Before thinking about the awkwardness that the next Hall of Fame ceremony could unleash on the baseball world, we’ll think first of Sal’s Pizzeria and Nicoletta’s, the Cooperstown haunts that need that weekend a lot more than we do.
They won’t be ruined by an induction weekend where a steroid user gets a key to the somewhat sacrosanct halls of 25 Main Street. What will hurt them is the lack of visitors that would follow the very realistic scenario of the BBWAA turning in a collectively blank ballot with none of the 37 candidates reaching 75 percent of the votes on the individual ballot.
It would lead to a type of induction ceremony not seen since 1965, when Pud Galvin was a class unto himself and also 63 years grave-bound. Though three worthy candidates were granted admission by the Veterans Committee on Monday, all three of them have been deceased since the 1930s, meaning that a blank BBWAA ballot would make for the first induction weekend since Galvin’s without a living inductee.
National Baseball Hall of Fame and Museum president Jeff Idelson acknowledged that this was a possibility but not a devastating one to him.
“At the end of the day you want your election process to be that: an election process and not an appointment,” Idelson said. “What’s most important to us is the integrity of the process.”
It’s a two-part process that began Monday with the election of three figures from the pre-integration era. With 12 votes necessary for induction, Jacob Ruppert received 15 of 16 votes on the strength of his tenure as Yankees owner that featured the acquisition of Babe Ruth and the building of the real Yankee Stadium. Long-serving National League umpire Hank O’Day also received 15 votes, while (notably barehanded) catcher and third baseman Deacon White, who played from 1871-90, received 14.
That was the easy part. Now comes the loud part, as the BBWAA pores over the ballot sent to them with intentionally vague language, some statistics, and a lot of pressure and anticipation.
The best hope to prevent an empty stage would be Jack Morris on his 14th of 15 tries. He won’t get the do-or-die boost that next year’s inclusion would bring, but his candidacy has taken a pretty nice trajectory toward 75 percent. He dipped after 2006 and has been on the increase since:
The 2013 ballot debutant Craig Biggio is the second favorite for induction, and while Mike Piazza could have a strong debut and Jeff Bagwell has progressed up to 56 percent and enters his third ballot, no other candidate has much of a shot to emerge from a bizarrely aligned set of circumstances. There’s a crowded ballot, omnipresent drug questions, and a deep divide in the candidacy of the favorite whose numbers don’t stack up for some but whose postseason highlights and durability are enough for others.
The funny part of a potential BBWAA goose egg is that this is the deepest ballot in recent memory. There is a statistical argument to make that Biggio, who reached the generally potent 3,000 hits milestone, is the 11th-most-deserving player on the ballot. (He’s seventh on the ballot according to WARP, but Baseball-Reference’s WAR has him 11th and Jay Jaffe’s JAWS system ranks him tied for 10th/11th.) Beyond the stats, voters may hold a first-ballot bias, drug suspicion, or just simply run out of room before they get to him. The rules imposed on the BBWAA voters limits each to 10 names, and Idelson is in no hurry to change that even with what next year potentially looks like.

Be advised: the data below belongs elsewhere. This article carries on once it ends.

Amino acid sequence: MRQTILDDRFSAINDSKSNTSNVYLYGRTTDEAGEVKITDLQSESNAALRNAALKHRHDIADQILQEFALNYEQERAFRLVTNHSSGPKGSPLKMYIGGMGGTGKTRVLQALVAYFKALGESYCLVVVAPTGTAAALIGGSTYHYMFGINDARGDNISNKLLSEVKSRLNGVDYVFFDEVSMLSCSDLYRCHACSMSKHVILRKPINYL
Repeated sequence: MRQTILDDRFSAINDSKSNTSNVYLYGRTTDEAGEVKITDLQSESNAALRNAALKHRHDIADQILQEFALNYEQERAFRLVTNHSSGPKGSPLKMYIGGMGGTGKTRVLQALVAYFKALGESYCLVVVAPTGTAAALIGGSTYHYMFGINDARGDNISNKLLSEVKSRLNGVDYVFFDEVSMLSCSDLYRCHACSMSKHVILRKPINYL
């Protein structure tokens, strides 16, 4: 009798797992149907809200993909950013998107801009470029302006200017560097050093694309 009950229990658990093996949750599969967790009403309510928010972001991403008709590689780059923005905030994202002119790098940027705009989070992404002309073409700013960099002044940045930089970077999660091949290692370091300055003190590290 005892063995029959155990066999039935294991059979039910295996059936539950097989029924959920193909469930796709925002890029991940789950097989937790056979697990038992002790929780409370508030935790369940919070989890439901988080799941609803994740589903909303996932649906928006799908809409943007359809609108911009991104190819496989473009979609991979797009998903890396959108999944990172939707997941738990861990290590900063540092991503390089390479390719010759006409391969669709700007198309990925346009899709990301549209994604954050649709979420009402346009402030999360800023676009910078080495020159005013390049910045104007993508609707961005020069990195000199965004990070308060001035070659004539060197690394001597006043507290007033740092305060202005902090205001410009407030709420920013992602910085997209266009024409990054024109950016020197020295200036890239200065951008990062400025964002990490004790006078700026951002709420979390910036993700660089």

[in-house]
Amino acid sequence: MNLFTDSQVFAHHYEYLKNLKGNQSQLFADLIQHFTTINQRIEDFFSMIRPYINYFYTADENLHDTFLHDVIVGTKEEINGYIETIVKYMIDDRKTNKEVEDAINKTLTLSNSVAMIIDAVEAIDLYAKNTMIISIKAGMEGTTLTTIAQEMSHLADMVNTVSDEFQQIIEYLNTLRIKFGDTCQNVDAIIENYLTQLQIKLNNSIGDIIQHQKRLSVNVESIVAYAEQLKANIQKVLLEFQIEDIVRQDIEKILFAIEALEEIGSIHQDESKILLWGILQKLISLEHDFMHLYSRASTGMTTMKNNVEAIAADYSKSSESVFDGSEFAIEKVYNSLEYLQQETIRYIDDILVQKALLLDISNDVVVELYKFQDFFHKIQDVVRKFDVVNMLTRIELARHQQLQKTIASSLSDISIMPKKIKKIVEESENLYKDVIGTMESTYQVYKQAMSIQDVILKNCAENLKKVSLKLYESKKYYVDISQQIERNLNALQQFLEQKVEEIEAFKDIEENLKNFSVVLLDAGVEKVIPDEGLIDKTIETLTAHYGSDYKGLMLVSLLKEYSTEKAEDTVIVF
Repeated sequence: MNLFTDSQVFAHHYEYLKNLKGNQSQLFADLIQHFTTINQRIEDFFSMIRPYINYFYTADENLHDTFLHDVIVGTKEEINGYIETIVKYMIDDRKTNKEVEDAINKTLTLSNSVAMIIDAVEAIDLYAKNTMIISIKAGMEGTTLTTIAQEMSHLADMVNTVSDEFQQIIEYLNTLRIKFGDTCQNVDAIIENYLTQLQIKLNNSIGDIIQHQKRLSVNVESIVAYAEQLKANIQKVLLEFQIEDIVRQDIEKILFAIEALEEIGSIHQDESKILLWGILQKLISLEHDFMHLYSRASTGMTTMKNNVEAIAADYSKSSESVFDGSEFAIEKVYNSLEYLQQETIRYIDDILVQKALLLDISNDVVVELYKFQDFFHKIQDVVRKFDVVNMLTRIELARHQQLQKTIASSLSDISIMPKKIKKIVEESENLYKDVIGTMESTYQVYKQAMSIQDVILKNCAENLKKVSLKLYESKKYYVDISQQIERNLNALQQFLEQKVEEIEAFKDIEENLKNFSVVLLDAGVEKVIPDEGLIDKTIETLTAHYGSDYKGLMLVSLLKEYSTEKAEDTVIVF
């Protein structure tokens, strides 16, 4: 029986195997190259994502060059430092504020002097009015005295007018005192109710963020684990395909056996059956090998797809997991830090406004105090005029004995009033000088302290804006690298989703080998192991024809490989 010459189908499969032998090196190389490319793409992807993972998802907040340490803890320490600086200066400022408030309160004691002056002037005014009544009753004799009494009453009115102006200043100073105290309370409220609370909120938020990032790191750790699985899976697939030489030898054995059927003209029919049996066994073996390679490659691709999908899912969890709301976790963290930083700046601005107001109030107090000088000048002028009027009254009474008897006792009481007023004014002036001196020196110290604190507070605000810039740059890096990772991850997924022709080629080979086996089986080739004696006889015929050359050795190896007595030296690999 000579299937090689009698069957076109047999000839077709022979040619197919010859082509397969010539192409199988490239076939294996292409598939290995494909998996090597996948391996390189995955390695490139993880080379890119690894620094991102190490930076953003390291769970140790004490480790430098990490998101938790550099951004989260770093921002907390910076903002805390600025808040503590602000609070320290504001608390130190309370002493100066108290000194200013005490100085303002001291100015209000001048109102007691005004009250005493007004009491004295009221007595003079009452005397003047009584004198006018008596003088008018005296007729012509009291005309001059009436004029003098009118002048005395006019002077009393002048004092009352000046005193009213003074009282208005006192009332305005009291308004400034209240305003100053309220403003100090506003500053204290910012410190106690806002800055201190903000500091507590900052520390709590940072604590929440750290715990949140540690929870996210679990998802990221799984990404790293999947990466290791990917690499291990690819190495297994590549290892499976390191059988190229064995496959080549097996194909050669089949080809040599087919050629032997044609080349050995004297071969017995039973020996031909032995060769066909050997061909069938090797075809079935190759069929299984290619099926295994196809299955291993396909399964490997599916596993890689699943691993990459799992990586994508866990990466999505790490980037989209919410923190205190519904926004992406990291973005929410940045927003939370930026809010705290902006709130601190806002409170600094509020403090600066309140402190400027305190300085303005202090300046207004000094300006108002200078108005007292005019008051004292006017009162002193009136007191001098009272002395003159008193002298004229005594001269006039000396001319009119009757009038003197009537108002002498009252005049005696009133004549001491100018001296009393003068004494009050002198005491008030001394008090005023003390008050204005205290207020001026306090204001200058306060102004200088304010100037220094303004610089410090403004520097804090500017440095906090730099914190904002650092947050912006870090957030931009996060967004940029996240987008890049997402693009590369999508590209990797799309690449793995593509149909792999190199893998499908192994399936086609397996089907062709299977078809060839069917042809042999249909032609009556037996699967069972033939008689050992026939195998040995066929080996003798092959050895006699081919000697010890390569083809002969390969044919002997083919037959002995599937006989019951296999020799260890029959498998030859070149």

“Ten is a lot,” Idelson said. “It’s a lot of votes. It’s 25 percent of what’s traditionally on a ballot.”
As has been much discussed, including by Dave Cameron in his plea to expand the ballot, should the BBWAA fail to elect anybody this year, next year’s ballot is a total mess for any writer inclined to vote only on performance lines. Never mind the fact that Morris would be a near-lock to make it in his last year of eligibility. A statistics-minded voter picking a different 10 for his or her ballot—let’s say 2014 virgins Greg Maddux, Tom Glavine, Mike Mussina and Frank Thomas, plus Barry Bonds, Roger Clemens, Jeff Bagwell, Curt Schilling, Tim Raines and Edgar Martinez—would have to leave off Biggio, Piazza, Sammy Sosa, Jeff Kent, Alan Trammell, Rafael Palmeiro, Mark McGwire, Larry Walker and Kenny Lofton (if the underappreciated case of Lofton even surpasses the five percent necessary to stay on the ballot this year). Maddux and Glavine would get in, but everyone else could be lost in a math problem that shows no signs of ending.
A BBWAA election this year that yields no Hall of Famer might be closer to an accurate view of players’ candidacies than a ballot that yields only Morris, as electing Morris would significantly lower the bar for entry if precedent is to be considered. However, a blank ballot could be a bigger disaster for the Writers Association and the Hall.
It would mean an even bigger backlog of candidates next year, and the possibility of the loudest calls yet for overhauling the process or for the need for the Hall to step in. And worst of all, an emptiness muting what is supposed to be a joyous celebration next July.